‘The programme gives students the chance to think outside the box’
Andrés Gómez Mares is the first-year Mexican student of the HSE international Master’s programme ‘Prototyping future cities’. He has a Bachelor’s degree in civil engineering of the National Polytechnic Institute of Mexico and came to Moscow to get knowledge in smart city development and train his skills in digital fabrication. Andrés has told us about programme’s advantages, favourite courses, his career goals and students’ life in Moscow.
How and why did you decide to apply for the 'Prototyping future cities' programme?
City is the place where life brims over the edge, it is a place of active interaction, roaring trade, developed transport systems and non-stoppable communication. City is a test field for new technologies and practices.
I was looking for a Master’s programme that could give me new ideas and perspectives on urban planning. ‘Prototyping future cities’ is full of new concepts and innovative education methods. It gives you a different way to approach knowledge. The programme focuses on developing new ways to explore and use new technologies. What’s important, it gives students the chance to think outside the box, and to look for alternative perspectives in solving old and new problems. This programme tries to show that urban planning is not just about providing housing or creating public spaces anymore. The world needs a fresh way of looking at cities and the challenge now is to build and maintain a proper interaction between technology, humans and their environment.
Prototyping the future is a complicated task because nothing has been written yet, but this programme really encourages students to set better standards that can define the new era in urban planning. It is definitely for people who are willing to think ahead. The programme is one of a kind and that’s why I can hundred percent recommend it.
How does studying at HSE fit into your professional development and career plans?
I came from a different part of the world and now I have the opportunity to get familiar with new cultures and meet people from all over the world. I have a Bachelor’s degree in civil engineering. However, nowadays it is not enough just to obtain a bachelor’s degree, and to become a professional you always have to keep learning, updating and shaping your knowledge because of fast-changing world trends.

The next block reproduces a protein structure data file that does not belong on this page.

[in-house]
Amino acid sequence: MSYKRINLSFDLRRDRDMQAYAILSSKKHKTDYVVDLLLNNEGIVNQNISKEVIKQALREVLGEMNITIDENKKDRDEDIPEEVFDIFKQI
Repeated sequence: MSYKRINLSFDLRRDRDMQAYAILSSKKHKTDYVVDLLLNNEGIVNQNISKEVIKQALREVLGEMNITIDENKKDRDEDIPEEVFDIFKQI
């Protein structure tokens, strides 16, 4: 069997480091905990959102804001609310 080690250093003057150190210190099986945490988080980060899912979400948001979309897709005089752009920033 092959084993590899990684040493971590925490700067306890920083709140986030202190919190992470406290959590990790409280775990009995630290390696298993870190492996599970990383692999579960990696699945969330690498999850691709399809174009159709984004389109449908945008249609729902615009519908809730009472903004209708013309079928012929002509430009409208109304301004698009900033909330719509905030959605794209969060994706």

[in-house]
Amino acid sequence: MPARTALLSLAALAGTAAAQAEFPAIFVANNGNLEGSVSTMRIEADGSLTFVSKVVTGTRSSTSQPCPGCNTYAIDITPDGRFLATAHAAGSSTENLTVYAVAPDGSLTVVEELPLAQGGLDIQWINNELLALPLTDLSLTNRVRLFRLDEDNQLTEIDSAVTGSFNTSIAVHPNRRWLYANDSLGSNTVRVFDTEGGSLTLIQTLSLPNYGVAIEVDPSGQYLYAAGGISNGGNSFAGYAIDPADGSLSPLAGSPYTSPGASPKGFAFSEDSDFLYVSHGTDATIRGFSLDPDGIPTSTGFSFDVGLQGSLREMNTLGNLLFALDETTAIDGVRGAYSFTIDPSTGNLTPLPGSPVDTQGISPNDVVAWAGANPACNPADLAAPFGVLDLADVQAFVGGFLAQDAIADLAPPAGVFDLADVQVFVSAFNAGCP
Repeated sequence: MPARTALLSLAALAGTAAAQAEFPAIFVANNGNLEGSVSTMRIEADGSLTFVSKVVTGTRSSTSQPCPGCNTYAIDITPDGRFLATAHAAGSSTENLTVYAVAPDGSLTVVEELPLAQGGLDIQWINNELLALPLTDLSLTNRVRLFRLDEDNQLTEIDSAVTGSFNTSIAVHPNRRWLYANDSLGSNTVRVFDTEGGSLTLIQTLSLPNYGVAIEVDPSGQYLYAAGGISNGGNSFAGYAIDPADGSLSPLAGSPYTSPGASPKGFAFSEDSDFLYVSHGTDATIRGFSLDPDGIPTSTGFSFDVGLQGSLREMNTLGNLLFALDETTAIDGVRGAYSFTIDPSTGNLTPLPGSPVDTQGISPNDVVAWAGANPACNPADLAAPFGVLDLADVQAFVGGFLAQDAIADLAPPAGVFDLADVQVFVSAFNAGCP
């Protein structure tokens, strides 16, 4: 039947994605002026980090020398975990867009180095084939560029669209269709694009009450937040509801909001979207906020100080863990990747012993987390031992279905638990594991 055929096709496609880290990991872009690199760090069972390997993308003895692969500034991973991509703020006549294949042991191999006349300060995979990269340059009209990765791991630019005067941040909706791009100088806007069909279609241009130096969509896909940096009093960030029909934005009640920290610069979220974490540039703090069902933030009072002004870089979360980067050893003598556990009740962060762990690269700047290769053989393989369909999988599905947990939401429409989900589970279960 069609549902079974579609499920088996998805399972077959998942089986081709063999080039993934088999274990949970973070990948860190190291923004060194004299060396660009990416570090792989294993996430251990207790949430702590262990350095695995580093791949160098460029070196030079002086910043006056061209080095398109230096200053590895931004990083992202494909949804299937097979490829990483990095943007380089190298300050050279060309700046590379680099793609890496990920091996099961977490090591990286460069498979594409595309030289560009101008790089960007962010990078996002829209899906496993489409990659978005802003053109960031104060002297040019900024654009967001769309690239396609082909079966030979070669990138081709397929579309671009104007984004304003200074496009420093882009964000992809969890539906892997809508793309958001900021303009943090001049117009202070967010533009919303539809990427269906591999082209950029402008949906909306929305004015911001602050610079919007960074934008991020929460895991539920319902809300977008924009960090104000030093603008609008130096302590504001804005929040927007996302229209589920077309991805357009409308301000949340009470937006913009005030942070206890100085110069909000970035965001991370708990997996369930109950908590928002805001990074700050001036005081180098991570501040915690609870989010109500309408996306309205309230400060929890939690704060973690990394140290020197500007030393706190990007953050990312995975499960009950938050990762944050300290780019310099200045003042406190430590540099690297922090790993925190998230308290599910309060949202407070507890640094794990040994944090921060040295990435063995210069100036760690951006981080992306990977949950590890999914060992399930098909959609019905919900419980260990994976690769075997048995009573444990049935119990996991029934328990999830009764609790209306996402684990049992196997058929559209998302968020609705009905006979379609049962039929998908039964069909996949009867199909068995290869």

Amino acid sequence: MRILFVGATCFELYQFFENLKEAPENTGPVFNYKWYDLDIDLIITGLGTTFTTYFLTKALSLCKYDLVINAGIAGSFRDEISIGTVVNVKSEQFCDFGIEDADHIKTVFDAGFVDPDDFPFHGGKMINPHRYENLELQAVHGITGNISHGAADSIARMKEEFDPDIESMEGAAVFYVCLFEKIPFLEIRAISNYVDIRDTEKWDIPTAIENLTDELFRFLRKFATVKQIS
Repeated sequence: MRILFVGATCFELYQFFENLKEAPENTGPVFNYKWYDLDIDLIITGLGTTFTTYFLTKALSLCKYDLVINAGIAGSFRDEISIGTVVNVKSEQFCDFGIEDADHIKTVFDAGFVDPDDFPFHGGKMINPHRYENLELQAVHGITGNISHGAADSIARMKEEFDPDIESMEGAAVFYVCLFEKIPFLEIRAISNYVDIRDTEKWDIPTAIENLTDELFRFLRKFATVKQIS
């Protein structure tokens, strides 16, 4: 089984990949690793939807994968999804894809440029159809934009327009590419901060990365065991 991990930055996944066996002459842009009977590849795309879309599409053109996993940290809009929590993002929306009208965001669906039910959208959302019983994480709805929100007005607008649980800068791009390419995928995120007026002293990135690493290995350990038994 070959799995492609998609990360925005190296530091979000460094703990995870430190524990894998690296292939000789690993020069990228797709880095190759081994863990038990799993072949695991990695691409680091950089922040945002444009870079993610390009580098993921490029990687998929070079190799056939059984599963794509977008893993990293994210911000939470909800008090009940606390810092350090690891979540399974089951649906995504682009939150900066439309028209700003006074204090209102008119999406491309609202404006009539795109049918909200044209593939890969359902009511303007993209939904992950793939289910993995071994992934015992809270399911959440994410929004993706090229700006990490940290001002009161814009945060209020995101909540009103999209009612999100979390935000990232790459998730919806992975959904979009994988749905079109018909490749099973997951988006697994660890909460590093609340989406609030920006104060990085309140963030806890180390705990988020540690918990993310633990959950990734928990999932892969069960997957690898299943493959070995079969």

What courses do you find most interesting and why?
All courses related with social sciences, everyone talks about urban planning in the context of creating new roads and housing, but they forget that urban planning is also design according to population’s needs. Also courses related to the economic sphere are great, as urban design has to consider a solid foundation of budget- and resources-planning. In general, teaching methods of the programme are much different from the ones I got used to. It doesn’t have a strict shape, which gives you an opportunity and freedom to think in several ways.
Could you tell us about the project you have been working on this year?
I have been working in collaboration with my team Irina Kiseleva and Valeriya Cherekaeva on a project called Labrador, a device that is meant to help blind people navigate in the city. Labrador has geo locators, voice inputs and outputs.
The aim of the project is to understand how we can improve cities to make them more inclusive for disabled people. Cities of the future should be for everyone, and here is where the biggest challenge comes, you have to use all your actual skills to find solutions to unfamiliar problems and in the process you acquire new ones. In smart city there are no people who are excluded from the society. Our goal was to make disabled people feel comfortable in the city environment.
Is this your first stay in Russia? How is it different from your expectations (if it is different)? What has been most unexpected?
This was my second time in Russia, the first time I was here as a tourist. So far, my experience with Russian culture has been amazing, the more I get to know it the more similarities I find with my native culture. As well as Mexicans, Russians build close connections between each other. Moscow looks futuristic and everything has an order here. The most outstanding thing for me was the Moscow metro. It is efficient and you can get to any place in the city by metro. I was surprised that there are convenience stores that work 24 hours. It makes me think that Moscow is a city that doesn’t sleep. I have managed to visit some cities here in Russia, there are a lot of places to explore.
What advice can you give to international applicants who consider studying in Russia?
My advice is to come with an open mind, willing to learn, interact with different people and explore fascinating Russian culture.